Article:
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Membrane proteins exhibit different affinities for different lipid species, and protein-lipid selectivity regulates the membrane composition in close proximity to the protein, playing an important role in the formation of nanoscale membrane heterogeneities. The sensitivity of Förster resonance energy transfer (FRET) for distances of 10 A up to 100 A is(More)
T-1249 is a peptide that inhibits the fusion of HIV envelope with the target cell membrane. Recent results indicate that T-1249, as in the case of related inhibitor peptide T-20 (enfuvirtide), interacts with membranes, more extensively in the bilayer liquid disordered phase than in the liquid ordered state, which could be linked to its effectiveness.(More)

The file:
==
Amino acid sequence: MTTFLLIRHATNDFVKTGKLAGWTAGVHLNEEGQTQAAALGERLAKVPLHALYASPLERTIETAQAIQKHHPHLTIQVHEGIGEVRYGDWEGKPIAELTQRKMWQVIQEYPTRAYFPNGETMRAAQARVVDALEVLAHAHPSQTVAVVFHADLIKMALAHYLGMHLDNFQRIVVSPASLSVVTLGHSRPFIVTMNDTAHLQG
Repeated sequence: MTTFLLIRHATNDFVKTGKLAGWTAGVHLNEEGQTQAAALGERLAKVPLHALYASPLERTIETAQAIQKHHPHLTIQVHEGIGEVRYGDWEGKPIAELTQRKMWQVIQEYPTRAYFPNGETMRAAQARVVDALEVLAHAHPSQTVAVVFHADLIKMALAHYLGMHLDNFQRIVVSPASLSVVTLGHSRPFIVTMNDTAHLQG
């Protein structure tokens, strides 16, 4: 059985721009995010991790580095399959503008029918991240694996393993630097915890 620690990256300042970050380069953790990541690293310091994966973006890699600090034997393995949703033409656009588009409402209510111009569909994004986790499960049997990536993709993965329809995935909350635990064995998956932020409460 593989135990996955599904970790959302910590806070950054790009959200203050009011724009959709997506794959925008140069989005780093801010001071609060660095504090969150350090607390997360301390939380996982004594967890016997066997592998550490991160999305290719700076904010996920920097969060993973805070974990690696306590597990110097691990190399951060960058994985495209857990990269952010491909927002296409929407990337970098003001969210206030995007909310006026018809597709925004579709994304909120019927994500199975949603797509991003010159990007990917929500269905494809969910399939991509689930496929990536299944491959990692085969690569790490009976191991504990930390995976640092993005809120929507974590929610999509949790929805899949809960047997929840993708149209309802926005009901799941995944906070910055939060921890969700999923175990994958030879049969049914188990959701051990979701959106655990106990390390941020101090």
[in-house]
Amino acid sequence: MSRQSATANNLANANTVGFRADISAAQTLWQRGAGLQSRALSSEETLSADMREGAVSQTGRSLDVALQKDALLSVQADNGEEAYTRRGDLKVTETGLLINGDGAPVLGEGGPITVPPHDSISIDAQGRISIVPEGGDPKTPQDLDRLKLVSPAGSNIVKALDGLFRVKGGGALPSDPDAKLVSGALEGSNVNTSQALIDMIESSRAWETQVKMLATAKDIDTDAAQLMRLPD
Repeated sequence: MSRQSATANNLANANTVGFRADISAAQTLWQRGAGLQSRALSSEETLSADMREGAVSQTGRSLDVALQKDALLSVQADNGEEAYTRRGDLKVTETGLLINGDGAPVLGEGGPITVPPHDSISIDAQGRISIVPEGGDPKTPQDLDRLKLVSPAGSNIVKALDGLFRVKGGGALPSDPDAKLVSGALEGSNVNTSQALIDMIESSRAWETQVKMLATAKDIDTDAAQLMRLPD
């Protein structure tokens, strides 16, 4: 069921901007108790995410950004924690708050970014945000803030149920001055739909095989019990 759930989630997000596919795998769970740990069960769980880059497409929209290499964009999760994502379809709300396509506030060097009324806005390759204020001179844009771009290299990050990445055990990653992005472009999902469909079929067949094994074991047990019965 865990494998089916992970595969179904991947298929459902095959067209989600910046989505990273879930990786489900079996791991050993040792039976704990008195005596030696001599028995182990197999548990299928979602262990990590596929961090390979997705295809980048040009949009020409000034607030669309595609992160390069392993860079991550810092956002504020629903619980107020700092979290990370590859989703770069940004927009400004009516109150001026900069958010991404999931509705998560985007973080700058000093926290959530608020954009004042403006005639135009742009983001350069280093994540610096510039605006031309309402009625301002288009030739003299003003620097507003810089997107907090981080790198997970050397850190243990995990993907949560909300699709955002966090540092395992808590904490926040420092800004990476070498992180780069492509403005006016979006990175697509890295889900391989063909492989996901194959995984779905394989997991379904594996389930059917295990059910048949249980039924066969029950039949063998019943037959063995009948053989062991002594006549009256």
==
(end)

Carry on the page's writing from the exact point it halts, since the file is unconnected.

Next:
Because of its acute sensitivity to distance in the nanometer scale, Förster resonance energy transfer (FRET) has found a large variety of applications in many fields of chemistry, physics, and biology. One important issue regarding the correct usage of FRET is its dependence on the donor-acceptor relative orientation, expressed as the orientation factor(More)
Förster resonance energy transfer (FRET) is a powerful tool used for many problems in membrane biophysics, including characterization of the lateral distribution of lipid components and other species of interest. However, quantitative analysis of FRET data with a topological model requires adequate choices for the values of several input parameters, some of(More)
T-20 and T-1249 fusion inhibitor peptides were shown to interact with 1-palmitoyl-2-oleyl-phosphatidylcholine (POPC) (liquid disordered, ld) and POPC/cholesterol (1:1) (POPC/Chol) (liquid ordered, lo) bilayers, and they do so to different extents. Although they both possess a tryptophan-rich domain (TRD), T-20 lacks a pocket binding domain (PBD), which is(More)
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